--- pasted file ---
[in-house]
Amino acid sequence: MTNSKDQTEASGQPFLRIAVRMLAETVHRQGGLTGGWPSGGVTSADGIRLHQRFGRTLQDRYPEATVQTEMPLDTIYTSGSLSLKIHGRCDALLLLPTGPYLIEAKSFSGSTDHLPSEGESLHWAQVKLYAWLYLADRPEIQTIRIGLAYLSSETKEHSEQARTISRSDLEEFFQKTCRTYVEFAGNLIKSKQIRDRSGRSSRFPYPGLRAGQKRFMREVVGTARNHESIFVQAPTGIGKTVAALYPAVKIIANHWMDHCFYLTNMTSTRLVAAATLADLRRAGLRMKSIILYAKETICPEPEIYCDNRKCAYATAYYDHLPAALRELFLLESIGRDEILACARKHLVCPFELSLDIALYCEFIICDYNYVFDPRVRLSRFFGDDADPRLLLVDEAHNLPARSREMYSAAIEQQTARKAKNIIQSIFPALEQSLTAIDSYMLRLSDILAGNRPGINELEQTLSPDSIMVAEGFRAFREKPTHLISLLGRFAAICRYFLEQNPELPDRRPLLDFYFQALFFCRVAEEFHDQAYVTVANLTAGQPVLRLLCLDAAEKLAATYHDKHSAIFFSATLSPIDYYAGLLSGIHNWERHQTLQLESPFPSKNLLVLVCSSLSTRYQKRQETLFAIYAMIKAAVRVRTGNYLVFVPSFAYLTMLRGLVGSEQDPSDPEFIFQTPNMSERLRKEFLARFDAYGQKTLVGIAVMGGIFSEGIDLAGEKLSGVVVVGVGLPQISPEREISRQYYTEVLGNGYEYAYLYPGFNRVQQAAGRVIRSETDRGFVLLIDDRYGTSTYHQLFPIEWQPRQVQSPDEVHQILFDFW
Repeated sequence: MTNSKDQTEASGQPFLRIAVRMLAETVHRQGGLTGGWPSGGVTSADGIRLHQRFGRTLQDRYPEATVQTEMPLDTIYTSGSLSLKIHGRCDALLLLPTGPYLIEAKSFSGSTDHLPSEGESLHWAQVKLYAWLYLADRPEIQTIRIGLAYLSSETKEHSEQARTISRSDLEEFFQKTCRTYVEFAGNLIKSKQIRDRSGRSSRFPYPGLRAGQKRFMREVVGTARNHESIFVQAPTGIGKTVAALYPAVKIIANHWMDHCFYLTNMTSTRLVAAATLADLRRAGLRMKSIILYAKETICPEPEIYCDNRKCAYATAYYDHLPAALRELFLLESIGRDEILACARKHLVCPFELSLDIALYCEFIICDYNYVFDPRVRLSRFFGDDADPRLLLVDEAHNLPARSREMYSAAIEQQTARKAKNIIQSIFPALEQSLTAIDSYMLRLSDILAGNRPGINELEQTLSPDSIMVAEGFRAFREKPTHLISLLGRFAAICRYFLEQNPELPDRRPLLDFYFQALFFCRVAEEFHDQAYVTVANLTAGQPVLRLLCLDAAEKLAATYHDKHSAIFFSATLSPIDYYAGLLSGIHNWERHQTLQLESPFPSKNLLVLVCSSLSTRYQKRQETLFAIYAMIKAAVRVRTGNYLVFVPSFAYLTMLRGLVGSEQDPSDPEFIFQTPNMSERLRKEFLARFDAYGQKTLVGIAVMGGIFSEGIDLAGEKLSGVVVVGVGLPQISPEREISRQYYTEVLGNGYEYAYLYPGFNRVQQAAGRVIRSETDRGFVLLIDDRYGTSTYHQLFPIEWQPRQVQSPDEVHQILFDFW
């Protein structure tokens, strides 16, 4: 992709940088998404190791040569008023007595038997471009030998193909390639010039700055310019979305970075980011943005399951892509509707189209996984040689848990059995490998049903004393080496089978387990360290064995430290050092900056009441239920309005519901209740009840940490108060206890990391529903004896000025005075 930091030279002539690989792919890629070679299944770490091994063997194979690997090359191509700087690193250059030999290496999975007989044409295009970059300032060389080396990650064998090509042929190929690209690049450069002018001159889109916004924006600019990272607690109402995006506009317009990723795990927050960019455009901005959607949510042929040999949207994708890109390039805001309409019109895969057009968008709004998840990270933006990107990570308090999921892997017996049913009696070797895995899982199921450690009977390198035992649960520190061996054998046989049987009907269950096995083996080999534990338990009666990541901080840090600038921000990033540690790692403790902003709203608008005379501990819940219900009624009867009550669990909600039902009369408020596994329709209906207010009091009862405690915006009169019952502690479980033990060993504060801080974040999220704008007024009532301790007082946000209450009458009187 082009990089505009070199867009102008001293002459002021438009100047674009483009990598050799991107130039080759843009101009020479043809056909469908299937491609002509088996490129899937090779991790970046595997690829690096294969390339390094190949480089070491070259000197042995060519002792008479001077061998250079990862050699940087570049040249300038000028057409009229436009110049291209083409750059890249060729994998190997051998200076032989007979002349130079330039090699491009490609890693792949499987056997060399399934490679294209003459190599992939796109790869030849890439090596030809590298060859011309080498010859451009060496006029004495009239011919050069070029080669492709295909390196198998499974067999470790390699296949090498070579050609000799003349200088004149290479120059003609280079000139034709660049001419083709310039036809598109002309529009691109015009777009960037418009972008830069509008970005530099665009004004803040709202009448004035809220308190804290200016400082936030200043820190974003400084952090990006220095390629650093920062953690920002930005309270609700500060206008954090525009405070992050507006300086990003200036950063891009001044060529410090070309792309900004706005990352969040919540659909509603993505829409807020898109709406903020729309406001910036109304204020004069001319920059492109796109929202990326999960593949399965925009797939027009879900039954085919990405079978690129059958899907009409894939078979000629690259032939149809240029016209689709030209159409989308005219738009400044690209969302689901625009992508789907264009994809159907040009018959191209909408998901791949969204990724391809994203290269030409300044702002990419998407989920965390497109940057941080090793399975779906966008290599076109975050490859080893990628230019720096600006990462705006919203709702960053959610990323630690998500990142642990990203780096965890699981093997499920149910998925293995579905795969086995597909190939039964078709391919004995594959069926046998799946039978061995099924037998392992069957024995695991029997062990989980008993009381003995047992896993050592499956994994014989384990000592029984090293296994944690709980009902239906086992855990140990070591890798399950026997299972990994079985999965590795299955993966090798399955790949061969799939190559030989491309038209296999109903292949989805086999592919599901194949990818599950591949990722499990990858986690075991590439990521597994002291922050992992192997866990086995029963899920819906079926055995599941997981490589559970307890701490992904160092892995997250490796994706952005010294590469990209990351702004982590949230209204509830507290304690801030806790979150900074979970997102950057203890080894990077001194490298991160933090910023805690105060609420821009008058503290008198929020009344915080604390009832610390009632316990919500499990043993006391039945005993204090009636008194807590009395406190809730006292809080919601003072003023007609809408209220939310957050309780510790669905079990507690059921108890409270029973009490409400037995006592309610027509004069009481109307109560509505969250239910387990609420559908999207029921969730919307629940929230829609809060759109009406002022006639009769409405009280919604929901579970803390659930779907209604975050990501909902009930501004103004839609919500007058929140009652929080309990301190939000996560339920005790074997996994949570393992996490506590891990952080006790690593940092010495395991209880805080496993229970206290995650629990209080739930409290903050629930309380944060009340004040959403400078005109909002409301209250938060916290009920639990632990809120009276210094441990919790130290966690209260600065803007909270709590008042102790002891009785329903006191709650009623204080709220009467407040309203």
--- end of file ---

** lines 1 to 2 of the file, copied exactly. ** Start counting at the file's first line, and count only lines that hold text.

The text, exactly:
[in-house]
Amino acid sequence: MTNSKDQTEASGQPFLRIAVRMLAETVHRQGGLTGGWPSGGVTSADGIRLHQRFGRTLQDRYPEATVQTEMPLDTIYTSGSLSLKIHGRCDALLLLPTGPYLIEAKSFSGSTDHLPSEGESLHWAQVKLYAWLYLADRPEIQTIRIGLAYLSSETKEHSEQARTISRSDLEEFFQKTCRTYVEFAGNLIKSKQIRDRSGRSSRFPYPGLRAGQKRFMREVVGTARNHESIFVQAPTGIGKTVAALYPAVKIIANHWMDHCFYLTNMTSTRLVAAATLADLRRAGLRMKSIILYAKETICPEPEIYCDNRKCAYATAYYDHLPAALRELFLLESIGRDEILACARKHLVCPFELSLDIALYCEFIICDYNYVFDPRVRLSRFFGDDADPRLLLVDEAHNLPARSREMYSAAIEQQTARKAKNIIQSIFPALEQSLTAIDSYMLRLSDILAGNRPGINELEQTLSPDSIMVAEGFRAFREKPTHLISLLGRFAAICRYFLEQNPELPDRRPLLDFYFQALFFCRVAEEFHDQAYVTVANLTAGQPVLRLLCLDAAEKLAATYHDKHSAIFFSATLSPIDYYAGLLSGIHNWERHQTLQLESPFPSKNLLVLVCSSLSTRYQKRQETLFAIYAMIKAAVRVRTGNYLVFVPSFAYLTMLRGLVGSEQDPSDPEFIFQTPNMSERLRKEFLARFDAYGQKTLVGIAVMGGIFSEGIDLAGEKLSGVVVVGVGLPQISPEREISRQYYTEVLGNGYEYAYLYPGFNRVQQAAGRVIRSETDRGFVLLIDDRYGTSTYHQLFPIEWQPRQVQSPDEVHQILFDFW